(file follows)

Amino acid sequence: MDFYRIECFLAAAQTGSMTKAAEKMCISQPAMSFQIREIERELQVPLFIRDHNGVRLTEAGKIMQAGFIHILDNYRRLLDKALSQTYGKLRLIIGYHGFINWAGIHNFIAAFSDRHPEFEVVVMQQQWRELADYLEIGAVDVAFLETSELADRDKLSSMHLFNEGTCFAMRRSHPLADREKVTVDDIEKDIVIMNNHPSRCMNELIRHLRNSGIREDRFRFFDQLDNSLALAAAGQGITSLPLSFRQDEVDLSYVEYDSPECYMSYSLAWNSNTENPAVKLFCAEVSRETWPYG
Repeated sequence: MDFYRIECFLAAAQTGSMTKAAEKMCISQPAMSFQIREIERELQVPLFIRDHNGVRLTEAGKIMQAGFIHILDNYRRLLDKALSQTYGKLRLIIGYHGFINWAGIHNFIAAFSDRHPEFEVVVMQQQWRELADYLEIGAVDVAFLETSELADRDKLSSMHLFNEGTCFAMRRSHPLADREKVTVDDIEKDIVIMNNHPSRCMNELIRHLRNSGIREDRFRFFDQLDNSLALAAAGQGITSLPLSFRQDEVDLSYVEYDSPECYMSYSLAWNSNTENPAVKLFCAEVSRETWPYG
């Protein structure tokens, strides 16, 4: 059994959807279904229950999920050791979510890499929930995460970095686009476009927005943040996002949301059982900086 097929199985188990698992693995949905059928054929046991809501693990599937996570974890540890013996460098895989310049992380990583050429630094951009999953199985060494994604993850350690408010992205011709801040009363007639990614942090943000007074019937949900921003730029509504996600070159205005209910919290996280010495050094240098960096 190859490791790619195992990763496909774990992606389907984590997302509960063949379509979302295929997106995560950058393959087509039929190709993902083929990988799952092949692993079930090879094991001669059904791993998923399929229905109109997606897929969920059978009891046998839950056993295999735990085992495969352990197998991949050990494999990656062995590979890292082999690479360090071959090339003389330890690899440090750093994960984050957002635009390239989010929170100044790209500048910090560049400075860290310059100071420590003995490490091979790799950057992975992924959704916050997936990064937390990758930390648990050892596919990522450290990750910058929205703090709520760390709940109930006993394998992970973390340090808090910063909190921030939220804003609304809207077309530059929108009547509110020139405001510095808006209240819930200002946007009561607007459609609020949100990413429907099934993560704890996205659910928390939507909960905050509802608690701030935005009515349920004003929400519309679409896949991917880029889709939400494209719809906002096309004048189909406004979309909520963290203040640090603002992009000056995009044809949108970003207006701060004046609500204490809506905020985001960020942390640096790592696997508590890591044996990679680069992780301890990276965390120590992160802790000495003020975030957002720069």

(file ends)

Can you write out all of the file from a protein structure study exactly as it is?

Amino acid sequence: MDFYRIECFLAAAQTGSMTKAAEKMCISQPAMSFQIREIERELQVPLFIRDHNGVRLTEAGKIMQAGFIHILDNYRRLLDKALSQTYGKLRLIIGYHGFINWAGIHNFIAAFSDRHPEFEVVVMQQQWRELADYLEIGAVDVAFLETSELADRDKLSSMHLFNEGTCFAMRRSHPLADREKVTVDDIEKDIVIMNNHPSRCMNELIRHLRNSGIREDRFRFFDQLDNSLALAAAGQGITSLPLSFRQDEVDLSYVEYDSPECYMSYSLAWNSNTENPAVKLFCAEVSRETWPYG
Repeated sequence: MDFYRIECFLAAAQTGSMTKAAEKMCISQPAMSFQIREIERELQVPLFIRDHNGVRLTEAGKIMQAGFIHILDNYRRLLDKALSQTYGKLRLIIGYHGFINWAGIHNFIAAFSDRHPEFEVVVMQQQWRELADYLEIGAVDVAFLETSELADRDKLSSMHLFNEGTCFAMRRSHPLADREKVTVDDIEKDIVIMNNHPSRCMNELIRHLRNSGIREDRFRFFDQLDNSLALAAAGQGITSLPLSFRQDEVDLSYVEYDSPECYMSYSLAWNSNTENPAVKLFCAEVSRETWPYG
């Protein structure tokens, strides 16, 4: 059994959807279904229950999920050791979510890499929930995460970095686009476009927005943040996002949301059982900086 097929199985188990698992693995949905059928054929046991809501693990599937996570974890540890013996460098895989310049992380990583050429630094951009999953199985060494994604993850350690408010992205011709801040009363007639990614942090943000007074019937949900921003730029509504996600070159205005209910919290996280010495050094240098960096 190859490791790619195992990763496909774990992606389907984590997302509960063949379509979302295929997106995560950058393959087509039929190709993902083929990988799952092949692993079930090879094991001669059904791993998923399929229905109109997606897929969920059978009891046998839950056993295999735990085992495969352990197998991949050990494999990656062995590979890292082999690479360090071959090339003389330890690899440090750093994960984050957002635009390239989010929170100044790209500048910090560049400075860290310059100071420590003995490490091979790799950057992975992924959704916050997936990064937390990758930390648990050892596919990522450290990750910058929205703090709520760390709940109930006993394998992970973390340090808090910063909190921030939220804003609304809207077309530059929108009547509110020139405001510095808006209240819930200002946007009561607007459609609020949100990413429907099934993560704890996205659910928390939507909960905050509802608690701030935005009515349920004003929400519309679409896949991917880029889709939400494209719809906002096309004048189909406004979309909520963290203040640090603002992009000056995009044809949108970003207006701060004046609500204490809506905020985001960020942390640096790592696997508590890591044996990679680069992780301890990276965390120590992160802790000495003020975030957002720069």